What does the Easter Bunny bring to your children? Santa Claus pretty much universally brings toys, but Easter Bunny gifts tend to be somewhat more varied. In some homes he may bring chocolates or other candy, in other homes toys, in still others the Easter Bunny may simply hide colored eggs around the house. There doesn’t seem to be much of a consensus on what the Easter Bunny should bring. The good news is that you can have the Easter Bunny bring anything that you want to your kids. Maybe you don’t have any ideas this year, or maybe you want to try something different. Here are a few ideas for stuffing Easter Baskets with something new this year.
- Skip the chocolate bunnies. And the Cadbury eggs, the jellybeans, and the marshmallow peeps. Try loading the baskets up with fruit instead. Substitute the bunnies for bananas, the chocolates for cherries, the jellybeans for berries, and the marshmallows for mangoes. You could throw in some other sweet but healthy treats as well: cereal bars, oatmeal cookies, or cartons of yogurt are good options. You could still include a chocolate bunny or some jelly beans if you want to, but there’s no need to supply a whole basket of sweets. Fruit provides just as much of a sweet treat, with much less damage to your child’s teeth.
- Fill a basket with books. Any teacher will tell you how important it is for kids of all ages to read, read, read. If your children’s toy boxes are still overflowing from Christmas and their bookshelves are looking a little bare, have the Easter Bunny bring them the gift of literature this spring. You can make it fun: Buy comic books that your child is interested in, or look for coloring books or sticker books with a story for young children. For older children, try surprising them with a series they’ve been wanting; Harry Potter is still a favorite, as is The Hunger Games, the 39 Clues books, or the Percy Jackson series. Add in a diary or journal, and your child can hone their writing skills along with their reading skills.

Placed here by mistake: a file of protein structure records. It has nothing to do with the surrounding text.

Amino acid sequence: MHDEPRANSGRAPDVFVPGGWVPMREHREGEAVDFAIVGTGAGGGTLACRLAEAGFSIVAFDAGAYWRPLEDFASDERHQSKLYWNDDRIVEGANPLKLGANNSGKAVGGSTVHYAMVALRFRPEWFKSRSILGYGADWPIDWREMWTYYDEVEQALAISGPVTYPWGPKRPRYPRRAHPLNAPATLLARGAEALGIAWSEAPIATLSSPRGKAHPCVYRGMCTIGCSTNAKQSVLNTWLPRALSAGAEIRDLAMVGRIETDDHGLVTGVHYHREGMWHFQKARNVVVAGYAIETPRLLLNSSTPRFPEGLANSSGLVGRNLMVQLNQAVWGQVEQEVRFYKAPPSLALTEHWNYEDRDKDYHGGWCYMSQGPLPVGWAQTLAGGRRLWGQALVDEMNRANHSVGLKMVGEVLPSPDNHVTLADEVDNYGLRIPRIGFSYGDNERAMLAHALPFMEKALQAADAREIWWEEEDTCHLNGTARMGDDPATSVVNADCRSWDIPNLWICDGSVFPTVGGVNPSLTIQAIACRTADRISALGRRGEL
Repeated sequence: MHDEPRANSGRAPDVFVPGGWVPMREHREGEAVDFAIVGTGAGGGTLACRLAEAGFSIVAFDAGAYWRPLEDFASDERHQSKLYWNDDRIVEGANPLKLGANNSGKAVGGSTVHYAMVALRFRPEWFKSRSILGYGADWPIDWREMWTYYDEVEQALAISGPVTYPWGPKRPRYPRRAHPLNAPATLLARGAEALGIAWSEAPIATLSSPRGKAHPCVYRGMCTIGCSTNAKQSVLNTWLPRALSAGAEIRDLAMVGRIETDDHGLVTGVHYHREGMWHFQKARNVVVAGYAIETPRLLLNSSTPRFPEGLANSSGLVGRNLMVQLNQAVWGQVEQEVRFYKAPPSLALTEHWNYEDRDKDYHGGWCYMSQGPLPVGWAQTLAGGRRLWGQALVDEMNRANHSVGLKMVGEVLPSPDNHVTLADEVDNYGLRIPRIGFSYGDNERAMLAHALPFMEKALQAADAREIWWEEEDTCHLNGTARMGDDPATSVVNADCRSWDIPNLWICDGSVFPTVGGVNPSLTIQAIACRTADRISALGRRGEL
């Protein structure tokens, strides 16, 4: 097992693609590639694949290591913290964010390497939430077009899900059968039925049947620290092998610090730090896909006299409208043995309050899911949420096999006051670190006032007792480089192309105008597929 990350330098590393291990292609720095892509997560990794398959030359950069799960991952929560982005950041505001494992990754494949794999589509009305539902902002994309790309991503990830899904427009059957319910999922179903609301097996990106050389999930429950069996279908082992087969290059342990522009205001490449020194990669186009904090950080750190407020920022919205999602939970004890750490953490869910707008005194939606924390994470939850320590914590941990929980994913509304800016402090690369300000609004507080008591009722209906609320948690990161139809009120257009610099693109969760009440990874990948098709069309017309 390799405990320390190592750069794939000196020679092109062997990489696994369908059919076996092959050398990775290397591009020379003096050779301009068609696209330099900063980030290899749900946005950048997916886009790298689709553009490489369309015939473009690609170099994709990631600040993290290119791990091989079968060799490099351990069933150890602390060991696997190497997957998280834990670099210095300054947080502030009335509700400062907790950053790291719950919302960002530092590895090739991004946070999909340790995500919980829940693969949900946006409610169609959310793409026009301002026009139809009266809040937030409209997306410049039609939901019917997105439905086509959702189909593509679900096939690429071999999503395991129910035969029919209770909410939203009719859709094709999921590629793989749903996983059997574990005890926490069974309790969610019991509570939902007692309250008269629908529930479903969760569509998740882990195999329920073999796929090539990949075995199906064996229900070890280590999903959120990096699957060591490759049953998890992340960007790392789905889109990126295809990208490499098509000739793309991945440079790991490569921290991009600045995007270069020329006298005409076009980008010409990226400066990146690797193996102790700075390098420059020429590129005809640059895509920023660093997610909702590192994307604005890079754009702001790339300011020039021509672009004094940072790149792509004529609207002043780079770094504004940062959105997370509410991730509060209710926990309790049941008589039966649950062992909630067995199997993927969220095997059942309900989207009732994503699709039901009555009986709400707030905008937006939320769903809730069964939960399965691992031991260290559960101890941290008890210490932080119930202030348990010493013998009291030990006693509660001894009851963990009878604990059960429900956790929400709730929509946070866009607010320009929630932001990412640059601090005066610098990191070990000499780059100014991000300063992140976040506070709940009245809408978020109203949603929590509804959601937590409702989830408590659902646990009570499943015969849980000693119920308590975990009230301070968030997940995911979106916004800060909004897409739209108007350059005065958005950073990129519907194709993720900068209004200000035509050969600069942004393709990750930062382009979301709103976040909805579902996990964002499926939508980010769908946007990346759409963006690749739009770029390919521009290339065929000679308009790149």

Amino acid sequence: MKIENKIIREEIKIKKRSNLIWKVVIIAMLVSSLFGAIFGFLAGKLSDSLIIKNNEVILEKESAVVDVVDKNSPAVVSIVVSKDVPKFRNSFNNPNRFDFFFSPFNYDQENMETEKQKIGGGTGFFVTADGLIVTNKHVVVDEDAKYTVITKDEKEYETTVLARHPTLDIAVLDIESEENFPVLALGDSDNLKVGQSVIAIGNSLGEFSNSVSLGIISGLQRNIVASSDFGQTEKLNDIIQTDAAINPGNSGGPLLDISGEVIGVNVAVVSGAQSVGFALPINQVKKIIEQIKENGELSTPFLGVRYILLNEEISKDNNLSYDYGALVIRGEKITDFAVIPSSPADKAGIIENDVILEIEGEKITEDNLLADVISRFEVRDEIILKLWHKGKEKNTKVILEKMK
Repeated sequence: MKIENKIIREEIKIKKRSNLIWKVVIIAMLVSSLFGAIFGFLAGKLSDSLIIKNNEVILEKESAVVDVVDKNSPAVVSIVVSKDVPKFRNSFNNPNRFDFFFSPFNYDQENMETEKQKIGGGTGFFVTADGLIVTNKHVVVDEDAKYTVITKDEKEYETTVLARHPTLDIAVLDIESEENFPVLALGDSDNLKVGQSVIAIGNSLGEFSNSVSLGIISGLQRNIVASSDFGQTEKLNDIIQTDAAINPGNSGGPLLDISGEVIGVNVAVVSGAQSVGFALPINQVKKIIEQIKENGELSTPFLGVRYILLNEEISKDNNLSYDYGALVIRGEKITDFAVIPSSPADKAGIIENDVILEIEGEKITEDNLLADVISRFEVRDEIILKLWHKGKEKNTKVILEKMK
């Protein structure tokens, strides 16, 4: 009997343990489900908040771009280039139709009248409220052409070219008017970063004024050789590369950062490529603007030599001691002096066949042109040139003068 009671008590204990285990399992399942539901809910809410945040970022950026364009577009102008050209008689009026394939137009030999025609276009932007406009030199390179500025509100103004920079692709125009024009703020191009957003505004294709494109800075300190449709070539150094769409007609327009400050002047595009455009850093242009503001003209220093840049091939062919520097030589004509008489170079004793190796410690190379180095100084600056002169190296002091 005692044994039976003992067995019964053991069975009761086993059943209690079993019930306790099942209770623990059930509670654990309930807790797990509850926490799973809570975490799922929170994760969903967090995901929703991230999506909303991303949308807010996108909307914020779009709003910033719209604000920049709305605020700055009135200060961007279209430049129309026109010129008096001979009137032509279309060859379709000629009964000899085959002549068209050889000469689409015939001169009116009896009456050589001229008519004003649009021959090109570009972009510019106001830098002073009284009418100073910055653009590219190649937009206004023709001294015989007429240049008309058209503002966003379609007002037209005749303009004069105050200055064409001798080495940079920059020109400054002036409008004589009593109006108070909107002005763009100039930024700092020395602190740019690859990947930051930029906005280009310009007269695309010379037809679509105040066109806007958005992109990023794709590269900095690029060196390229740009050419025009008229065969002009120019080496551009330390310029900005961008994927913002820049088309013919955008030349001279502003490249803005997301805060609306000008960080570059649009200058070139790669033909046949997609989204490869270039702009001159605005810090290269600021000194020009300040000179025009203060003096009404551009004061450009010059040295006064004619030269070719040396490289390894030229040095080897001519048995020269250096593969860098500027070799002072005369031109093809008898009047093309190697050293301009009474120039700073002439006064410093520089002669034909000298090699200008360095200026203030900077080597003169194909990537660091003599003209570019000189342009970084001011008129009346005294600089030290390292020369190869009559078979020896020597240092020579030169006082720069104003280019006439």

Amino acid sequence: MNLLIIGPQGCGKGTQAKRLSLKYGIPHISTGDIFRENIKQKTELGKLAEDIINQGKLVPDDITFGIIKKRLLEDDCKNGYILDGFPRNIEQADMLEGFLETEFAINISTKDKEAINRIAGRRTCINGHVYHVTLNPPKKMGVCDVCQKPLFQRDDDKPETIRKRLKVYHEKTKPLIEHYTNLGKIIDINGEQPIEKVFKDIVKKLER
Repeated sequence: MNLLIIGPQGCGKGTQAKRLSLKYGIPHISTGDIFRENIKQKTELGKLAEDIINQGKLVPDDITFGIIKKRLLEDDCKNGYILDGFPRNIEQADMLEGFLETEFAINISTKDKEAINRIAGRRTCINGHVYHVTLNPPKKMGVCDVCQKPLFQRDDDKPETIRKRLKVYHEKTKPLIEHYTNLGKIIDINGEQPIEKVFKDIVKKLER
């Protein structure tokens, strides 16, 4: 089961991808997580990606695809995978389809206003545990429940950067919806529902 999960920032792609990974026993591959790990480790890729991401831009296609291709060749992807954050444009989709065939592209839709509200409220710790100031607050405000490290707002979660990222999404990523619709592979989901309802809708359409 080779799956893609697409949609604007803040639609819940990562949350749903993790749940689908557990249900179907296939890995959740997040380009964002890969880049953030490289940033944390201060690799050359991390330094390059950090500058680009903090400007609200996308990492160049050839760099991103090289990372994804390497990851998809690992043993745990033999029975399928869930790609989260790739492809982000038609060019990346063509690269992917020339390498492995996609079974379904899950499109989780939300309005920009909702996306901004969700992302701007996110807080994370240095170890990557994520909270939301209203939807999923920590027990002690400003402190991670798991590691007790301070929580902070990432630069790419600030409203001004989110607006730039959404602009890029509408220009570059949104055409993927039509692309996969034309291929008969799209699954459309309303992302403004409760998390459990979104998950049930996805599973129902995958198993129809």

- Themed baskets. Instead of treats or bunny themed toys, try making a basket that fits your child’s specific interests. Is he a soccer player? Is she a ballet dancer? Do you have a budding artist or musician in the house? Fill their basket with things that relate to their particular interest, preferably things that they can use. So if your child is interested in art, fill his basket with sketch pads and pencils, paint brushes and watercolors, modeling clay and pastel crayons.
One thing that you should not do is buy a pet, like a rabbit or a fluffy yellow chick, on impulse. This is something that happens every year, and it’s nearly always a bad idea. There’s nothing wrong with getting a pet, but buying one on impulse because it’s cute and fluffy and matches a holiday theme rarely ends well for the animal. Remember that sweet, fuzzy chicks grow into full-size chickens! Skip the bunnies and chickens and go with something that requires a little less commitment, unless you’ve already been preparing yourself and your kids for the realities of pet ownership.